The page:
Building Muscle Mass (Video)

For as many people that I have worked with that are trying to lose weight, I have as many students who are trying to gain weight – healthy weight, of course. By that I mean building lean muscle mass.  Most of these people are young and healthy. I haven’t met too many 30 year olds that just “can’t put on weight”. I’m sure there are some of them out there.

As usual, this common discussion with students has inspired me to bring the topic here to my blog to go over some basic concepts that are really important to consider for those who are trying to build muscle mass and put on some weight.  Of course muscular strengthening exercises are key to building muscle. I am going to focus here on some basic nutritional considerations.

  1. If you want to gain weight, you have to be in a positive caloric state. That means you need to be consuming more calories than you are burning off every day. If you are spending 2 hours a day in the weight room or on the basketball court and burning TONS of calories, this is going to make it difficult to put on weight. That is why you have to be very smart about the frequency, intensity, time and type of training that you are doing on a regular basis.  This seems like a very basic math equation, but I see people making this mistake all of the time.  They love to workout, spend hours in the gym, and are generally very active but they fail to realize they may be hijacking the ultimate result that they are looking for – building muscle!
  2. How many calories do you need to be in in an excess caloric state?  Besides your activity level, you also have to consider your metabolism (this varies greatly), age, gender, growth status, and any medical conditions.  You need to keep all of these things in mind when you determine your caloric needs. It might be worth consulting with a registered dietitian to help you figure out how many calories you really need in order to start putting on mass.
  3. What about protein?  The National Strength and Conditioning Association has recommendations for protein consumption based on the variables already listed.  General recommendations for healthy individuals include .8-1.0 grams per kilogram each day for general fitness. For healthy individuals who are weight training more aggressively, the range is 1.0-1.7 grams per kilogram each day.  Many people are exceeding the recommended amount of protein, which can be quite dangerous and lead to health problems.  As of late, research is indicating that there are different types/sources of protein that may be more beneficial than others. (Future blog on protein coming soon!)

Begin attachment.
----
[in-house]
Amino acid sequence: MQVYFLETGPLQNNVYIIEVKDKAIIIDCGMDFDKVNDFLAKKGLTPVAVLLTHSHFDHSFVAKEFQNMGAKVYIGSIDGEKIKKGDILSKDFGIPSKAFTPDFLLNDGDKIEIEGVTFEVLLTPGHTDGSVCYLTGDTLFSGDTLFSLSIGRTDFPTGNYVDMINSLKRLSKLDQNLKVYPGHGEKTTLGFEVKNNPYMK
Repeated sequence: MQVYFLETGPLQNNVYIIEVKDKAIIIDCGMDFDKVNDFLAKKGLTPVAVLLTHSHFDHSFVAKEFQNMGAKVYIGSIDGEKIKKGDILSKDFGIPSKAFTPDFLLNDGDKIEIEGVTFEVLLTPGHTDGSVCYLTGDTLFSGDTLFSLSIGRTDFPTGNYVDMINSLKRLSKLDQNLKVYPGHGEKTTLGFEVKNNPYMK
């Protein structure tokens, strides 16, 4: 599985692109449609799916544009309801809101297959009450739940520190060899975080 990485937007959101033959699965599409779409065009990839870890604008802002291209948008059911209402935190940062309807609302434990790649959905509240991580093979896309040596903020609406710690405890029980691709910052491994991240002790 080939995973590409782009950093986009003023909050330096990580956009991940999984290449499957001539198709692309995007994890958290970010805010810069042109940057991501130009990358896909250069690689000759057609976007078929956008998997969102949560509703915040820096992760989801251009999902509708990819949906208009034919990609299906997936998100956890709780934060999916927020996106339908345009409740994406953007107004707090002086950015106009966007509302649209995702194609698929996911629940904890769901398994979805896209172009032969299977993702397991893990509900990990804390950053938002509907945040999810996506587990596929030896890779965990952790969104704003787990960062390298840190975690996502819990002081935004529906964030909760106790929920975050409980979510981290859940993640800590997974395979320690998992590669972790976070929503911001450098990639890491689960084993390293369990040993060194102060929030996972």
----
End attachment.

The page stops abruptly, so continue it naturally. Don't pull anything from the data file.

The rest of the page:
4. Carbohydrates are key for building muscle!  Many people mistakenly believe that excessive protein is the key for putting on muscle mass, which is not the whole picture.  Our body can only metabolize and utilize so much protein at a time. Carbohydrates are as important as protein in the process of providing energy and putting on lean mass.  Healthy carbohydrates like fruits and vegetables are also packed with vitamins, fiber, and nutrients that are vital for good health in general.
  5. It takes 2,500 calories to build 1 pound of muscle. In order to add extra calories to your diet, you want to do it gradually to minimize fat gain.  This can be done safely by being in excess of your daily calories in increments of 200-300 calories each day.  You can use the following guidelines to determine how much carbohydrate you might need:  4.5 – 7g of carbohydrate per kilogram of body weight for those who do strength training and 5 – 10g of carbohydrate per kilogram of body weight for those participating in cross training (cardiovascular exercise in addition to just resistance training activities).  The frequency, intensity, type, and time of training should be considering where you should be in the range of recommended quantities.
  6. Timing is everything.  Protein meals consumed before and after exercise can result in greater gains in both muscle mass and strength than with training alone.  Eating protein with carbohydrate also increases insulin release which aids in glycogen building.  This is great because it speeds up moving glucose and amino acids into cells and it activates an enzyme crucial to glycogen synthesis.  Eating protein and carbohydrate together also increases growth hormone release and keeps you in an anabolic state (tissue building, fat burning).

I plan to be back – hopefully soon – to talk a little more specifically about protein with guidelines and recommendations as well as some of the benefits of the various sources of protein.

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